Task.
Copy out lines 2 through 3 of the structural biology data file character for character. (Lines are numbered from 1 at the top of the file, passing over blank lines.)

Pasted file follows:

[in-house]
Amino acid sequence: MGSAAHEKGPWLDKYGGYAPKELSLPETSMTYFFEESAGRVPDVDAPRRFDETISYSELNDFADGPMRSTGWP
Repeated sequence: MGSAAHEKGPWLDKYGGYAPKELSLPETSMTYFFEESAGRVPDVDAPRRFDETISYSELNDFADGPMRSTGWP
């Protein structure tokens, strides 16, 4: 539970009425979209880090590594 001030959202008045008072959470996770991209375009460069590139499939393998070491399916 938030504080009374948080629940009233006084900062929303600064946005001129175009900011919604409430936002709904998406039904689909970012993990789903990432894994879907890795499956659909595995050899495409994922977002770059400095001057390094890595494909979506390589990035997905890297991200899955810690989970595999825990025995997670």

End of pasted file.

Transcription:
Amino acid sequence: MGSAAHEKGPWLDKYGGYAPKELSLPETSMTYFFEESAGRVPDVDAPRRFDETISYSELNDFADGPMRSTGWP
Repeated sequence: MGSAAHEKGPWLDKYGGYAPKELSLPETSMTYFFEESAGRVPDVDAPRRFDETISYSELNDFADGPMRSTGWP